The owner of popular e-commerce site SocietyA, Ms Pek Lay Peng, had no plans to open a physical store until she was approached by a mall landlord.
The 32-year-old gave the proposal, which was offered to her in February, some thought and decided to go for it.
The multi-label womenswear retailer opened a boutique at Ngee Ann City in March.
The cost of operating the brick- and-mortar store is not cheap, says the mother of one, but offers that much-needed "personal touch" which online stores cannot provide.
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"Customers want that personal touch and engagement when they shop," she says, adding that shoppers do ask for styling help at the boutique. "Some like having a conversation with our staff about the brands we carry."
The physical store also attracts new customers. Ms Pek reckons that 60 per cent of the people who visit the boutique already know of their online site. The remaining 40 per cent are fresh faces likely to become more open to shopping online, she says.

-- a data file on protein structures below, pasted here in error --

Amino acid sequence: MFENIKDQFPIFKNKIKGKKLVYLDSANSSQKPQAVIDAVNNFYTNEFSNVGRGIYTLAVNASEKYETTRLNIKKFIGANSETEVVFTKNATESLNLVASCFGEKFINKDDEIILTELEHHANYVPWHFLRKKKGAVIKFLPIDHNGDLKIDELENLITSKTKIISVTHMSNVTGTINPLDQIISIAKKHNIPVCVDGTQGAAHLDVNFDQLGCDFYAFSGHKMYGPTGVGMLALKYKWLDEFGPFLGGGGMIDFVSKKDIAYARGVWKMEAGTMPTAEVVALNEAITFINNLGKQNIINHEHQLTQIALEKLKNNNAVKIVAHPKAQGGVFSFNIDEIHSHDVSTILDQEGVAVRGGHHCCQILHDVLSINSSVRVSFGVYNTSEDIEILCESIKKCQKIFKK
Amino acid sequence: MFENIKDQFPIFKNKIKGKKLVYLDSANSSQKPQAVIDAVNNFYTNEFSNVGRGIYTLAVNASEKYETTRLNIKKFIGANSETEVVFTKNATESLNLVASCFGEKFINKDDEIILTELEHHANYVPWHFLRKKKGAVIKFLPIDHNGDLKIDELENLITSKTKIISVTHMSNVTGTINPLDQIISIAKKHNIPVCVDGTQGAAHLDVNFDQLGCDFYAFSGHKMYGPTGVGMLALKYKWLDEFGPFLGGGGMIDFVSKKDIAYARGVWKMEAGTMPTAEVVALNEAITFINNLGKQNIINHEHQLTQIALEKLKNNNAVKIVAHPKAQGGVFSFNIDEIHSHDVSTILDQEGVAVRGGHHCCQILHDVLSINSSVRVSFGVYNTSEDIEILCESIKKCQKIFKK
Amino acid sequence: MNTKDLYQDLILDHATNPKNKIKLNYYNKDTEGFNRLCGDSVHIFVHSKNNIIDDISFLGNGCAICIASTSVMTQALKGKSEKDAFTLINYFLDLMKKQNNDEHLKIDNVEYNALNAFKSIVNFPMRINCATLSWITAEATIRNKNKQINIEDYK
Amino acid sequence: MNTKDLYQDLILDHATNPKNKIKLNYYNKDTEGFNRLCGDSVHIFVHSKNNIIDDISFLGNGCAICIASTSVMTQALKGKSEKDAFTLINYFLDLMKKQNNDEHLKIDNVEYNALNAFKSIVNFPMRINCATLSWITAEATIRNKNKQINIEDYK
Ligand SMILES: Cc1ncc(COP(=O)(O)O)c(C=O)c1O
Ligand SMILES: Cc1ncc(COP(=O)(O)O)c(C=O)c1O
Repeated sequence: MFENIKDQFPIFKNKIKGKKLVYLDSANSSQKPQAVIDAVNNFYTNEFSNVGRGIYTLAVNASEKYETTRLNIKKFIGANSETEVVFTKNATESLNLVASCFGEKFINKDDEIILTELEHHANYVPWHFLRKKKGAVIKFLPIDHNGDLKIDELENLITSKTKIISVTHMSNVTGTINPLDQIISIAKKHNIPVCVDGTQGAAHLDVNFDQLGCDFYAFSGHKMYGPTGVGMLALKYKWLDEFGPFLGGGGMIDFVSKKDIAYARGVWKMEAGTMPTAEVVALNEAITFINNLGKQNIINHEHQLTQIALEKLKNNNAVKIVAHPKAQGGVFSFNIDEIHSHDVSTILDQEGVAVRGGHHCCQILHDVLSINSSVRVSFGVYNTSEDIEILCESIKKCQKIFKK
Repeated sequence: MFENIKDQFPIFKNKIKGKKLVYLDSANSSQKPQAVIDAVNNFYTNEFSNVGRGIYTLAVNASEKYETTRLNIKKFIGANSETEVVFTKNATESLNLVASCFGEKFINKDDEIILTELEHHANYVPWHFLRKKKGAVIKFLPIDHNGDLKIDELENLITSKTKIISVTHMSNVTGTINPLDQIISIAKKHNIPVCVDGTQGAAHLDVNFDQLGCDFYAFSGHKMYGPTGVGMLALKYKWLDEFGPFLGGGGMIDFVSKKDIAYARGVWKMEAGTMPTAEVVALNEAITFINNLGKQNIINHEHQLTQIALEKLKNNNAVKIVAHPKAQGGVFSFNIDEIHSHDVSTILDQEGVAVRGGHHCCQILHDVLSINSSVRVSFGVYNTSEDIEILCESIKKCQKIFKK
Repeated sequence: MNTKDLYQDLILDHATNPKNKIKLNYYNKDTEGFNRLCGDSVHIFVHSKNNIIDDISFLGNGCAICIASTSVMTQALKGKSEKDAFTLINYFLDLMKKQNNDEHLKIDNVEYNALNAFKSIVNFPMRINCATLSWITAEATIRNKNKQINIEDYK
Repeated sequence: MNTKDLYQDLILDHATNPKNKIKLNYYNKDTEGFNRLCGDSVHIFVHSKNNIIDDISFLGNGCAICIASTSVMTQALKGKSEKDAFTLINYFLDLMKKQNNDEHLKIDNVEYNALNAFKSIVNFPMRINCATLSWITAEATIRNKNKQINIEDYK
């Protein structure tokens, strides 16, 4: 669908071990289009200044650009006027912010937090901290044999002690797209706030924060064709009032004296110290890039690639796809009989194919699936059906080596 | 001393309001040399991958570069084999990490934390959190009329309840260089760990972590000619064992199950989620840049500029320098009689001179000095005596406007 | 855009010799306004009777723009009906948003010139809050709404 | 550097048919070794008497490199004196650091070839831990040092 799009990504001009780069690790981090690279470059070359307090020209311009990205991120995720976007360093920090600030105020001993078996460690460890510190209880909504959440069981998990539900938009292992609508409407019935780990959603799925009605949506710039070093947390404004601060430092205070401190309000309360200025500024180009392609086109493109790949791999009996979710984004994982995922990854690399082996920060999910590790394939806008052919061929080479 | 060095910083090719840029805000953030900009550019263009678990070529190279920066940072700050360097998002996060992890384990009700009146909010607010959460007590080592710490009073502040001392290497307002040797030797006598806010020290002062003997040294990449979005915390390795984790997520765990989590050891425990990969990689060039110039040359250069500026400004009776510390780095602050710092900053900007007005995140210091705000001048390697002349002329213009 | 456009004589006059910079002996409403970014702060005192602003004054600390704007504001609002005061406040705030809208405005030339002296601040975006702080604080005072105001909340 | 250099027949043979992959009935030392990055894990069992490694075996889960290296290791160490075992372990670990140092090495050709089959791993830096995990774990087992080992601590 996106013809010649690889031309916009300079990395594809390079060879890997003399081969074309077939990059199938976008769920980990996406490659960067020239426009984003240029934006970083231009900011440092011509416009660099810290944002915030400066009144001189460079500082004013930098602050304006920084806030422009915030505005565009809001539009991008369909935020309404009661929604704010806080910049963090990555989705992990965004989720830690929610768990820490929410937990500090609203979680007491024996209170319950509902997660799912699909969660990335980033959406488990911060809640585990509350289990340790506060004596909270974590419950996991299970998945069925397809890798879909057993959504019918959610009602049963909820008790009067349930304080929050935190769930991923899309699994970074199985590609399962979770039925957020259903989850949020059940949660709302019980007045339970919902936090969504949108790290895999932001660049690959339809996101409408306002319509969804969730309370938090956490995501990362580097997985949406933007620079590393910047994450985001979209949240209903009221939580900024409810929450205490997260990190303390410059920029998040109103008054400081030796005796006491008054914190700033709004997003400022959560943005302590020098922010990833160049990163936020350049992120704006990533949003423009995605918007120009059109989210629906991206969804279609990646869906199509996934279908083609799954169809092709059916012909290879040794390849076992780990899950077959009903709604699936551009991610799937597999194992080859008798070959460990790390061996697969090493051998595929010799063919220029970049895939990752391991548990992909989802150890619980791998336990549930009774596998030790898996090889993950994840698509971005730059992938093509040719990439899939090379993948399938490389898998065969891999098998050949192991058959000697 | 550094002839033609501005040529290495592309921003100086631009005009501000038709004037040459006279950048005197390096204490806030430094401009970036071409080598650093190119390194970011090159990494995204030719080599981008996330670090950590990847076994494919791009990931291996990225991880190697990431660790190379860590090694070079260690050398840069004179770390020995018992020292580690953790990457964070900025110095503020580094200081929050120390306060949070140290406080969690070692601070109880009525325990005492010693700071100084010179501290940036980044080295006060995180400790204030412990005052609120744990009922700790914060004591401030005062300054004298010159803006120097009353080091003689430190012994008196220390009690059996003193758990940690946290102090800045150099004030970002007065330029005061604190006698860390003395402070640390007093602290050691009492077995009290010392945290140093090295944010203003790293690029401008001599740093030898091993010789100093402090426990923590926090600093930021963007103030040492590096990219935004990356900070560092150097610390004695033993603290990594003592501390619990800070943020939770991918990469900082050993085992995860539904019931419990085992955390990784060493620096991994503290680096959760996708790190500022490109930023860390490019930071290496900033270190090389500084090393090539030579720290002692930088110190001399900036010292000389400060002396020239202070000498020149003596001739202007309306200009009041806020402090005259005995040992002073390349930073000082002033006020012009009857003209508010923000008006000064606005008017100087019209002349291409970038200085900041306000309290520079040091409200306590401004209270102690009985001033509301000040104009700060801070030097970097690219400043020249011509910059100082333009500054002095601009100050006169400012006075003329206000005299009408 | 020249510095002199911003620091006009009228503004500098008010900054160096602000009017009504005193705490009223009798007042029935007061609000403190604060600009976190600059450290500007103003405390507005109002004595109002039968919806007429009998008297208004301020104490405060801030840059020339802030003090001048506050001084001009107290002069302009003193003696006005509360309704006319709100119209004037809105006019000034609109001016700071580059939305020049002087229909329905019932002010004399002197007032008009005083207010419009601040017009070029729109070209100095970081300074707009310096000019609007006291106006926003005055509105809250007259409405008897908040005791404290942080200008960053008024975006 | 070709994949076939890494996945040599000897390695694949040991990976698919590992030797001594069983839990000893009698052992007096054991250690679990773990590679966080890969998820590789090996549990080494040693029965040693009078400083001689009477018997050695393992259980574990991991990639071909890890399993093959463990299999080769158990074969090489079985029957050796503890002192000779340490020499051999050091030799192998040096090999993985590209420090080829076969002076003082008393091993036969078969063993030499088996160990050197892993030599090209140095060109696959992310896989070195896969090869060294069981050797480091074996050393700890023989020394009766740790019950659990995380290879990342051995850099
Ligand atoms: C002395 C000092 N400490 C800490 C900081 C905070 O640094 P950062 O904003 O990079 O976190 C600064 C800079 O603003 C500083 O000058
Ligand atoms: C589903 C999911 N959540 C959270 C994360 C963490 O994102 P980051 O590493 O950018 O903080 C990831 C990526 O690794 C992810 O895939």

There are other advantages.
"We get to put a face to our customers and get instant feedback, such as the styles they like and their sizing, which we can, in turn, feedback to the designers," she says.
SocietyA, which started online in 2014, stocks Asian fashion labels such as Jonathan Liang and Soulpot Studio.
Customers, it seems, also use the e-commerce site, www.society-a. com, as a catalogue, taking screenshots of clothes they want and letting staff know what they want to try in the store.
"Assured of the sizing and fit, customers are more willing to part with their cash," says Ms Pek, who adds that business at the 1,100 sq ft store has been swift, with shoppers buying an average of three items a transaction.
While reception has been good, she says she will continue to focus on the site.
There are, for instance, plans to revamp it with a Live Chat feature, among other tweaks.
"Retail is no longer purely online or brick and mortar - you have to do what your customer wants."